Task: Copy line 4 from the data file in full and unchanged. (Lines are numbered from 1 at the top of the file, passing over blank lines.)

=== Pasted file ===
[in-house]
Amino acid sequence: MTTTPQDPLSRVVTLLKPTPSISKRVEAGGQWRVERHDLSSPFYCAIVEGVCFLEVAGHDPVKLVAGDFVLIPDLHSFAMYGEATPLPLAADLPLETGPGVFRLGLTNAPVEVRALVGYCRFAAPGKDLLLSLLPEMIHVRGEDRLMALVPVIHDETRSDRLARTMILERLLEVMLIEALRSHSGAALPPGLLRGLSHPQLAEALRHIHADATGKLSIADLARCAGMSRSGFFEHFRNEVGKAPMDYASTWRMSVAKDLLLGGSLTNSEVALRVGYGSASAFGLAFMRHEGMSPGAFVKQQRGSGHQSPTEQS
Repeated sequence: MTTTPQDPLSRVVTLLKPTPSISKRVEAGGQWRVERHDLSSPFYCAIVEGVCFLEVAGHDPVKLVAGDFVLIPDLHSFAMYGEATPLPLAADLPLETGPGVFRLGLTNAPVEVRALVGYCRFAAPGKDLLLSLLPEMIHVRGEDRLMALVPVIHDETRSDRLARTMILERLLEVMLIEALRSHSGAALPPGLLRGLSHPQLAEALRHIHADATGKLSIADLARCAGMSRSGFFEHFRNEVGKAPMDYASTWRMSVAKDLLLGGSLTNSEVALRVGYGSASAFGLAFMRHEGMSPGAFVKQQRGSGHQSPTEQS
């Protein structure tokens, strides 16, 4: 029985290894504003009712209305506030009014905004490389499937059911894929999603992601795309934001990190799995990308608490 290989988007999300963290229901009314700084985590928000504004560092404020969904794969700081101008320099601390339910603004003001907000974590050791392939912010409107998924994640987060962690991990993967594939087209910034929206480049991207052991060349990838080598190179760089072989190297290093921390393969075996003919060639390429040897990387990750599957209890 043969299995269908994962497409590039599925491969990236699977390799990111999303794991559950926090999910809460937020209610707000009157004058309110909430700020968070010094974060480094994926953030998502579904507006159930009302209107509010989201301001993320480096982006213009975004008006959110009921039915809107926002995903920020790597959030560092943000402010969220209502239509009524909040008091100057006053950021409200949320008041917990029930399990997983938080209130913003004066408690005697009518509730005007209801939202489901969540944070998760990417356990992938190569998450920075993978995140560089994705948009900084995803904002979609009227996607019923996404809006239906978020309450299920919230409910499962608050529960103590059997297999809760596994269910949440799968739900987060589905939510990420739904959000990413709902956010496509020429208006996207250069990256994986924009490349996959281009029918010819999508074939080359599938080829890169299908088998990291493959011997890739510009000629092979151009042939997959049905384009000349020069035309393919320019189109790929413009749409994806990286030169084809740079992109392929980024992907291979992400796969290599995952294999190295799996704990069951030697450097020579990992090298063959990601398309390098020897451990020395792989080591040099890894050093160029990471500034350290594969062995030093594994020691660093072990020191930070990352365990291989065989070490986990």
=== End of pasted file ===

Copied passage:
């Protein structure tokens, strides 16, 4: 029985290894504003009712209305506030009014905004490389499937059911894929999603992601795309934001990190799995990308608490 290989988007999300963290229901009314700084985590928000504004560092404020969904794969700081101008320099601390339910603004003001907000974590050791392939912010409107998924994640987060962690991990993967594939087209910034929206480049991207052991060349990838080598190179760089072989190297290093921390393969075996003919060639390429040897990387990750599957209890 043969299995269908994962497409590039599925491969990236699977390799990111999303794991559950926090999910809460937020209610707000009157004058309110909430700020968070010094974060480094994926953030998502579904507006159930009302209107509010989201301001993320480096982006213009975004008006959110009921039915809107926002995903920020790597959030560092943000402010969220209502239509009524909040008091100057006053950021409200949320008041917990029930399990997983938080209130913003004066408690005697009518509730005007209801939202489901969540944070998760990417356990992938190569998450920075993978995140560089994705948009900084995803904002979609009227996607019923996404809006239906978020309450299920919230409910499962608050529960103590059997297999809760596994269910949440799968739900987060589905939510990420739904959000990413709902956010496509020429208006996207250069990256994986924009490349996959281009029918010819999508074939080359599938080829890169299908088998990291493959011997890739510009000629092979151009042939997959049905384009000349020069035309393919320019189109790929413009749409994806990286030169084809740079992109392929980024992907291979992400796969290599995952294999190295799996704990069951030697450097020579990992090298063959990601398309390098020897451990020395792989080591040099890894050093160029990471500034350290594969062995030093594994020691660093072990020191930070990352365990291989065989070490986990």